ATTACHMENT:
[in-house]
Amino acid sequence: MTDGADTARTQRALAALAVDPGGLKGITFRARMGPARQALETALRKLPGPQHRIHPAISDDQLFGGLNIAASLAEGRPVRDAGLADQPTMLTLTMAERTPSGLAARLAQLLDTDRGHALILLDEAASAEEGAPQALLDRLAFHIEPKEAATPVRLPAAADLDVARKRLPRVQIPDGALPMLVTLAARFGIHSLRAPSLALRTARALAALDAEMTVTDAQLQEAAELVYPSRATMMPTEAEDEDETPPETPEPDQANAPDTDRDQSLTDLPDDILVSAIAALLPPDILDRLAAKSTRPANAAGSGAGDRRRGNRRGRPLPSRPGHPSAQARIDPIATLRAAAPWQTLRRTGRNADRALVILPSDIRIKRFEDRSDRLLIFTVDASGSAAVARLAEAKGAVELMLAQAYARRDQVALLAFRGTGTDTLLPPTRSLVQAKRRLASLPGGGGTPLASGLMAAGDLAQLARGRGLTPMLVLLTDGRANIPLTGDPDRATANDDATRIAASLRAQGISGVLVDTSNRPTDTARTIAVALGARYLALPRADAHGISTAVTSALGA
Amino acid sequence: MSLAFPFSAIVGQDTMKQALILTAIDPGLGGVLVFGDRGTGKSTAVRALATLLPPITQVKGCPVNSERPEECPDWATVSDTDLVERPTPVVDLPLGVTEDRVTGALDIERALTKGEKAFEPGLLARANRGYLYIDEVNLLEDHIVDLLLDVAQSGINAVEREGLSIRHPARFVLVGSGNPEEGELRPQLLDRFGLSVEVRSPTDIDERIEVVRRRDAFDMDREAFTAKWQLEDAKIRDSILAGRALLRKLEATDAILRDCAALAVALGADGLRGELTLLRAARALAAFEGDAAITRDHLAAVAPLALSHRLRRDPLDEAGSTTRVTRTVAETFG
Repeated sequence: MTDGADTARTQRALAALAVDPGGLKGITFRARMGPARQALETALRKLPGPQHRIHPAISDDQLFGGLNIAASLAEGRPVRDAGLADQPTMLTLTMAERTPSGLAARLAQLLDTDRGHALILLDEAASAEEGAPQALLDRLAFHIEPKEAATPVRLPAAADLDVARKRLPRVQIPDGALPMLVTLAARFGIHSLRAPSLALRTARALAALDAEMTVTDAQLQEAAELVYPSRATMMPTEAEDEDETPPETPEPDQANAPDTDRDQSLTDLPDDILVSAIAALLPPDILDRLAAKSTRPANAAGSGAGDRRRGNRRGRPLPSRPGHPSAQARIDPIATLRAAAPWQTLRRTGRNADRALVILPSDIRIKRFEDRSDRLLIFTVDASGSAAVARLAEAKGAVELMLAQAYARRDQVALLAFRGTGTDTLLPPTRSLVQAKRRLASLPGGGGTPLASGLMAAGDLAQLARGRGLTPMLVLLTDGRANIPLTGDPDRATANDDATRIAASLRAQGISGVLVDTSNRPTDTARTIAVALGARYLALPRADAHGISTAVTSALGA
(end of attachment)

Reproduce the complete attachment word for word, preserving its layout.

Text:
[in-house]
Amino acid sequence: MTDGADTARTQRALAALAVDPGGLKGITFRARMGPARQALETALRKLPGPQHRIHPAISDDQLFGGLNIAASLAEGRPVRDAGLADQPTMLTLTMAERTPSGLAARLAQLLDTDRGHALILLDEAASAEEGAPQALLDRLAFHIEPKEAATPVRLPAAADLDVARKRLPRVQIPDGALPMLVTLAARFGIHSLRAPSLALRTARALAALDAEMTVTDAQLQEAAELVYPSRATMMPTEAEDEDETPPETPEPDQANAPDTDRDQSLTDLPDDILVSAIAALLPPDILDRLAAKSTRPANAAGSGAGDRRRGNRRGRPLPSRPGHPSAQARIDPIATLRAAAPWQTLRRTGRNADRALVILPSDIRIKRFEDRSDRLLIFTVDASGSAAVARLAEAKGAVELMLAQAYARRDQVALLAFRGTGTDTLLPPTRSLVQAKRRLASLPGGGGTPLASGLMAAGDLAQLARGRGLTPMLVLLTDGRANIPLTGDPDRATANDDATRIAASLRAQGISGVLVDTSNRPTDTARTIAVALGARYLALPRADAHGISTAVTSALGA
Amino acid sequence: MSLAFPFSAIVGQDTMKQALILTAIDPGLGGVLVFGDRGTGKSTAVRALATLLPPITQVKGCPVNSERPEECPDWATVSDTDLVERPTPVVDLPLGVTEDRVTGALDIERALTKGEKAFEPGLLARANRGYLYIDEVNLLEDHIVDLLLDVAQSGINAVEREGLSIRHPARFVLVGSGNPEEGELRPQLLDRFGLSVEVRSPTDIDERIEVVRRRDAFDMDREAFTAKWQLEDAKIRDSILAGRALLRKLEATDAILRDCAALAVALGADGLRGELTLLRAARALAAFEGDAAITRDHLAAVAPLALSHRLRRDPLDEAGSTTRVTRTVAETFG
Repeated sequence: MTDGADTARTQRALAALAVDPGGLKGITFRARMGPARQALETALRKLPGPQHRIHPAISDDQLFGGLNIAASLAEGRPVRDAGLADQPTMLTLTMAERTPSGLAARLAQLLDTDRGHALILLDEAASAEEGAPQALLDRLAFHIEPKEAATPVRLPAAADLDVARKRLPRVQIPDGALPMLVTLAARFGIHSLRAPSLALRTARALAALDAEMTVTDAQLQEAAELVYPSRATMMPTEAEDEDETPPETPEPDQANAPDTDRDQSLTDLPDDILVSAIAALLPPDILDRLAAKSTRPANAAGSGAGDRRRGNRRGRPLPSRPGHPSAQARIDPIATLRAAAPWQTLRRTGRNADRALVILPSDIRIKRFEDRSDRLLIFTVDASGSAAVARLAEAKGAVELMLAQAYARRDQVALLAFRGTGTDTLLPPTRSLVQAKRRLASLPGGGGTPLASGLMAAGDLAQLARGRGLTPMLVLLTDGRANIPLTGDPDRATANDDATRIAASLRAQGISGVLVDTSNRPTDTARTIAVALGARYLALPRADAHGISTAVTSALGA